Bifurcating the Court
Due to these reasons, there have been suggestions to separate the constitutional and appellate functions of the Supreme Court through the introduction of 'regional benches' of the Supreme Court. The constitutional division, dealing with Constitutional matters, would be located at Delhi, and the divisions handling appellate matters would be situated in different regions within the country.
The Law Commission of India has, on several occasions, called for the bifurcation of the Supreme Court into different divisions. In 1986, the 95th Report of the Law Commission proposed the division of the Supreme Court into a (i) Constitutional division and (ii) legal division. The report also categorised which type of cases would appear before which division. Moreover, it stipulated that judges be assigned to a particular division within a short period of them getting appointed to the Supreme Court. Thereafter, in 1988, the 125th Report of the Law Commission reiterated the recommendations made in the 95th Law Commission report. The Law Commission believed that splitting the Supreme Court into two divisions would make justice more widely accessible thereby significantly reducing expenses of litigants wishing to approach the Supreme Court.
Echoing the sentiment of the previous reports, the Eighteenth Law Commission, in 2009, recommended the setting up of four Cassation Benches in the Northern region/zone at Delhi, the Southern region/zone at Chennai/Hyderabad, the Eastern region/zone at Kolkata and the Western region/zone at Mumbai. The function of these four Cassation Benches would be to handle appellate work arising from High Court orders/judgments of that particular region.
The Law Commission also recommended the setting up of a Constitution Bench at Delhi to manage constitutional and other related issues. This would aid in clearing the backlog of cases before the Supreme Court, while also allowing the Supreme Court to dedicate its time adjudicating matters of national importance and relating to important constitutional issues. This suggestion was also in the interest of litigants living in places distant from Delhi, whose right to justice as guaranteed under the Constitution, was being adversely affected.
In 2019, Vice President Venkaiah Naidu, strongly advocated in favour of the establishment of regional benches, a move he believed would bring the judiciary closer to the people. This way, litigants could also avoid bearing the expenses of travelling to Delhi. In essence, justice is made more accessible.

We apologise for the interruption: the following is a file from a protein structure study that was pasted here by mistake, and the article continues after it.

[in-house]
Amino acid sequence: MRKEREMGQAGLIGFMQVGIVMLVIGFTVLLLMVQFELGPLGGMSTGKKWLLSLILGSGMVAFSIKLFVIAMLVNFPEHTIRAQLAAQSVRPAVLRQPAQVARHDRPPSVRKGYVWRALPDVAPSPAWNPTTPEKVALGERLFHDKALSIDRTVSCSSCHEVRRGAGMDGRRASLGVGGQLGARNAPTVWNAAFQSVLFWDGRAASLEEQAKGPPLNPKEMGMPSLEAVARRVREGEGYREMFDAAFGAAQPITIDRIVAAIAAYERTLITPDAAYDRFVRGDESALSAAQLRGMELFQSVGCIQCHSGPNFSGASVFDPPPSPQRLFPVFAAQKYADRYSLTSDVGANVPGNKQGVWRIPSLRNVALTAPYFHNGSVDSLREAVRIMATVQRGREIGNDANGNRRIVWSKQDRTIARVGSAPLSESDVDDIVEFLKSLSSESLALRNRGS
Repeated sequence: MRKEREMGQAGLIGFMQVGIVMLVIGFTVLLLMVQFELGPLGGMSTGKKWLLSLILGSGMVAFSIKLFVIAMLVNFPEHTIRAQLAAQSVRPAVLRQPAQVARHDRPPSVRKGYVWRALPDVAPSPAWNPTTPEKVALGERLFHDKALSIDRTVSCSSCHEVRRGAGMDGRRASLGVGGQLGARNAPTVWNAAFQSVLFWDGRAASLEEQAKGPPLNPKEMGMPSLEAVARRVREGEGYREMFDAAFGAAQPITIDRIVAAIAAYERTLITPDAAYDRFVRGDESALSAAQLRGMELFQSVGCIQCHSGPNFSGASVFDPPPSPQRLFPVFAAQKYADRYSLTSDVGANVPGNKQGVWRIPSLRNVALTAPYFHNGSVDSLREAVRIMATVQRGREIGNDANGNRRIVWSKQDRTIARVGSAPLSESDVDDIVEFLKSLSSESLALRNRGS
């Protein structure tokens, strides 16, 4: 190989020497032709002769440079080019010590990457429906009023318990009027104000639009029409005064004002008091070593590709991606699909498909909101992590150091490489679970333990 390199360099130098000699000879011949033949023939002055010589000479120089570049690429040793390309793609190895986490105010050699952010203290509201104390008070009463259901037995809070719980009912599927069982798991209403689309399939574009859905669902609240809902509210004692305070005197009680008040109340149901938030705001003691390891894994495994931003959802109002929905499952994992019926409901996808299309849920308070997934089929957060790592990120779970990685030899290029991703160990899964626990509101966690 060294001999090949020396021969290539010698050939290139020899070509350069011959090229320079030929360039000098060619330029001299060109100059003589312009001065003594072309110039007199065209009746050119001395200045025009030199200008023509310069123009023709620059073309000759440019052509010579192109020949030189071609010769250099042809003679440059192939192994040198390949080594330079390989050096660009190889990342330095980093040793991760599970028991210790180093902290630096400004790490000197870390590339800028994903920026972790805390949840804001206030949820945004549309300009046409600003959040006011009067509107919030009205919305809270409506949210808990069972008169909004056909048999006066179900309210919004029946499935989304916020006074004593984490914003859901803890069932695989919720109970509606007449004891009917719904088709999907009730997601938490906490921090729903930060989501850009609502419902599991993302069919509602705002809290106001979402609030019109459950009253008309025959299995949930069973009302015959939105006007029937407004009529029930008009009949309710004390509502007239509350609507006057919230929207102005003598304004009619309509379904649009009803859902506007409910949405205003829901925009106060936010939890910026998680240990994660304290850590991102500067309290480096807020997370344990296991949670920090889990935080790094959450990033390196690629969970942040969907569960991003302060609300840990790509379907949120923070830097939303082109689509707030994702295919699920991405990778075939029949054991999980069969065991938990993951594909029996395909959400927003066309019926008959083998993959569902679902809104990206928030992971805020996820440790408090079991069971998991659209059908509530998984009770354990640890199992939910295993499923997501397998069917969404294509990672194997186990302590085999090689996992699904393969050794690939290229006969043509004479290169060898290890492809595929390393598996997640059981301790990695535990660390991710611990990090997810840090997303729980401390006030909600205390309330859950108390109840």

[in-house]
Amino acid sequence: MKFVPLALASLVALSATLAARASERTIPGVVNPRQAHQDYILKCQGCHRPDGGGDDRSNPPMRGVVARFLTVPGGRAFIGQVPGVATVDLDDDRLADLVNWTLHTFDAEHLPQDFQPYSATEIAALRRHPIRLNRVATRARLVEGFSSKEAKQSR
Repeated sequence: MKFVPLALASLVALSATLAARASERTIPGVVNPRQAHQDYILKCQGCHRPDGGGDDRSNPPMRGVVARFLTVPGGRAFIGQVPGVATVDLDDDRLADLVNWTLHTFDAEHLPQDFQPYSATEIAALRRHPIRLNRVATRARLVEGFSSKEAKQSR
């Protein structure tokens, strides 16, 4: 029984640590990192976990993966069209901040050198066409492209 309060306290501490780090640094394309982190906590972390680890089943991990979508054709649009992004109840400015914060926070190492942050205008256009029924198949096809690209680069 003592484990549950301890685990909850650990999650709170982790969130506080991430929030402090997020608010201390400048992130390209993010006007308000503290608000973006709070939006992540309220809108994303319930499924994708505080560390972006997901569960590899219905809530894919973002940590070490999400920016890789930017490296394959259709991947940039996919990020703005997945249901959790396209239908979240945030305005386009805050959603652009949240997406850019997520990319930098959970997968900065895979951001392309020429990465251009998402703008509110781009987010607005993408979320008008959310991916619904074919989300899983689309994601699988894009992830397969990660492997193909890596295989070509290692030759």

Accessibility, however, can be a double edged sword. While the constitution of regional benches can make delivery of justice more efficient, it can also increase the volume of litigation. Taking the example of the Supreme Court itself, a study conducted demonstrated that the transformation in the workload of the Supreme Court, one of the world’s most accessible superior courts, was solely attributed to access. If regional benches become a reality, the ensuing proliferation in the volume of litigation cannot be avoided. With reduced costs involved in the litigation process and easier access, the introduction of regional benches could worsen the pendency.
Because of its immense caseload, another problem that the Supreme Court is grappling with is the problem of inconsistency in judgments. As the highest judicial authority in the country, the Supreme Court has an obligation to deliver judgments which provide certainty on a specific legal matter. However, as previously mentioned, a majority of the cases that come before the Supreme Court are decided by two-judge, or three-judge benches. These benches have been frequently disregarding established precedent, and contributing to a growing body of conflicting precedent.
In other jurisdictions, lawyers, based on their knowledge of precedent (which is strictly followed), commonly advise clients on whether their case would be successful before courts. In India, however, this body of contradicting precedent is encouraging more and more parties to litigate than to settle out of court. This has created a vicious cycle: the large docket of the Supreme Court prevents overworked judges from spending sufficient time to carefully consider cases, leading to a corpus of illogical judgements and unsettled law, and in turn leading to more and more cases being filed before the Supreme Court.
The addition of regional benches could aggravate the issue. With more benches in different regions, there will be more litigation, and in turn, the risk of a larger body of changing legal principles. In 2010, the Supreme Court itself had rejected the demand for regional benches, believing it would impair the unitary character of the country. However, in light of its ever-escalating docket and other allied concerns, it may be time to weigh these pros and cons, and decide on a course of action that will ease the caseload and bring greater attention to weighty Constitutional questions.